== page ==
(Image Source: Los Angeles Times)
The Antelope Valley Union High School District (AVUHSD) November 10 board meeting included discussion of distribution of the Educator Effectiveness Fund, updates on school events from Eastside and Lancaster High Schools, and a public comment period.
The board of trustees presented the Educator Effectiveness Fund. This included how much money would go into the program based on how much each program would require, how the amount was calculated which was done by research done by the school board, and different uses for the fund. Some of these uses include coaching and mentoring instructional staff, providing literacy across all subject areas, student engagement, social emotional learning, positive school climate, inclusive practices, language acquisition for English learners, new professional learning networks, and ethnic studies instruction. At SOAR High School, some of these upgrades to the district school’s system have been implemented such as social emotional learning and student engagement.
Eastside High School and Lancaster High School shared the results of their homecoming and spirit weeks. At Lancaster High School, a special needs student was named Homecoming Prince and featured on the ABC News. Both of the schools had information presented by the schools Associated Student Body or ASB officers, meaning that there are students of the schools that are able to directly speak to the board with anything in regards to the general welfare and well being of students.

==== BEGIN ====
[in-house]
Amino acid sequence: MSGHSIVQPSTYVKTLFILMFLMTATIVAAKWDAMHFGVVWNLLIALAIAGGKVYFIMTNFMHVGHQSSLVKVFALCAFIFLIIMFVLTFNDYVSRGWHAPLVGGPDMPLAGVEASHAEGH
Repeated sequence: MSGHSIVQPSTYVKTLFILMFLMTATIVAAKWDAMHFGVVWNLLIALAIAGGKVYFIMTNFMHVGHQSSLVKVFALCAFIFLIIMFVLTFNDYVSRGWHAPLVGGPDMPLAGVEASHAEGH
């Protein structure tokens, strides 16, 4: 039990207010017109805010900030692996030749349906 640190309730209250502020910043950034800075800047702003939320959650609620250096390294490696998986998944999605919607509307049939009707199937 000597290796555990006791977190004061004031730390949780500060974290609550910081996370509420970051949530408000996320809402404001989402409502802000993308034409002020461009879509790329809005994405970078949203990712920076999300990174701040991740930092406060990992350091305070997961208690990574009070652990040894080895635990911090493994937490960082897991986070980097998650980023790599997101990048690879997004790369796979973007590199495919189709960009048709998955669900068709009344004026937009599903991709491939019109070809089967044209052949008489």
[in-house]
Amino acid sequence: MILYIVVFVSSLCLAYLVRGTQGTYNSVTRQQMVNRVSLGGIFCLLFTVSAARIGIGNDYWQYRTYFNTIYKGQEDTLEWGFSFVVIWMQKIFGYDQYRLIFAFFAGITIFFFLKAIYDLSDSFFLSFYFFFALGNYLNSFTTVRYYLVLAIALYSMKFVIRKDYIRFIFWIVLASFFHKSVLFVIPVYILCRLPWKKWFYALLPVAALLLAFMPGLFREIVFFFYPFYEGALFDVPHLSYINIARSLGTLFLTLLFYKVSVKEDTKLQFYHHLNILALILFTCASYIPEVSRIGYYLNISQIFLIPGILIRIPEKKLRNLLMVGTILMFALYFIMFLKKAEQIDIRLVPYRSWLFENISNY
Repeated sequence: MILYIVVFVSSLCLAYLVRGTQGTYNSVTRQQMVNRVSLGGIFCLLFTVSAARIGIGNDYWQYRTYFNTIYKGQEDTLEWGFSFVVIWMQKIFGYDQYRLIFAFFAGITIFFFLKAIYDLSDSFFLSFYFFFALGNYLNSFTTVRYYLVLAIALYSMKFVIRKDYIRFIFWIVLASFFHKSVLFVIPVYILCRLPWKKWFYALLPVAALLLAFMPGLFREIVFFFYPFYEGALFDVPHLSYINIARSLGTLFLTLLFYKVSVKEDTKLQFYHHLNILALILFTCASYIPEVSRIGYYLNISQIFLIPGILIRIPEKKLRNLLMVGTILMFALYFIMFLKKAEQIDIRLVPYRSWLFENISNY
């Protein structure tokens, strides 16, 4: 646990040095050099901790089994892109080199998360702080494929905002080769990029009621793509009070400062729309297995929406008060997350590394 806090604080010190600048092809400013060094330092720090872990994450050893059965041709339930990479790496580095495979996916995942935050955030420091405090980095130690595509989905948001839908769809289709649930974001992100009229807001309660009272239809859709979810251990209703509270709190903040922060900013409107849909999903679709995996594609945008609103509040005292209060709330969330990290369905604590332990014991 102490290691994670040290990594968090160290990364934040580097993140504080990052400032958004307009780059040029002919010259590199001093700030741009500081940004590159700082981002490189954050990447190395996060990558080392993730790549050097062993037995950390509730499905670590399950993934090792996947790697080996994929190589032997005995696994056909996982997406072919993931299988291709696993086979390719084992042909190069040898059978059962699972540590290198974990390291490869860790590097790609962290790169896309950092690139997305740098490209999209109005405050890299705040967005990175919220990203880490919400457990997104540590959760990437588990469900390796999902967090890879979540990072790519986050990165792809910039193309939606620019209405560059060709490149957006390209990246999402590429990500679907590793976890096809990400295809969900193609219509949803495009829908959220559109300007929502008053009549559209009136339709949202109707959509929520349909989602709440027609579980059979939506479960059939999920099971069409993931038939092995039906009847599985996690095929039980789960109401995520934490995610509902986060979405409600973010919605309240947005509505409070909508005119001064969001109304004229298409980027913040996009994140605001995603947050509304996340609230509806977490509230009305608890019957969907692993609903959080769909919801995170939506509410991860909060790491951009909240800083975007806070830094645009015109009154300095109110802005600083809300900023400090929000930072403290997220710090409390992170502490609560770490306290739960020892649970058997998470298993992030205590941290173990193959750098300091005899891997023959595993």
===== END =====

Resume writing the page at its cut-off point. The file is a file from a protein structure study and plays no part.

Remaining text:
An attendee expressed opposition to the change of the mascot of Quartz Hill High School Quartz Hill High School changed its mascot in 2020 after turmoil in the school due to the history and meaning of the former mascot, a rebel. The rebel idea is one that stems from the "Johnny Rebel" or "Johnny Reb" reference used during and after the Civil War for Confederate soldiers.
The attendee also disagreed with vaccination sites being displayed on school campuses. Studies have proved that vaccines combat COVID-19 and aid others in not potentially dying from the virus. He also stated that high school students who are minors were able to get the vaccine without parental approval, and that those who contract the virus and survive produce antibodies making the vaccine unnecessary. However, both of these claims are largely false because it is against California state law to give minors medicine of any kind unless the parent is present and approves or if approval has been given beforehand such as through a permission slip. While it is true that those who contract COVID and survive produce antibodies to combat the virus, it is worth noting that an individual can die from infection of COVID-19 at a higher rate if they are unvaccinated in comparison to those who are vaccinated. It is also worth noting the fact that the virus can still be spread to someone who could potentially have complications and potentially not win their battle with COVID-19.
The board did not express any desire to change, or alter any of the progress they have made on the vaccines, COVID-19 enforcement, and change of racial insensitivity in schools.
The board meeting’s recording may be watched here.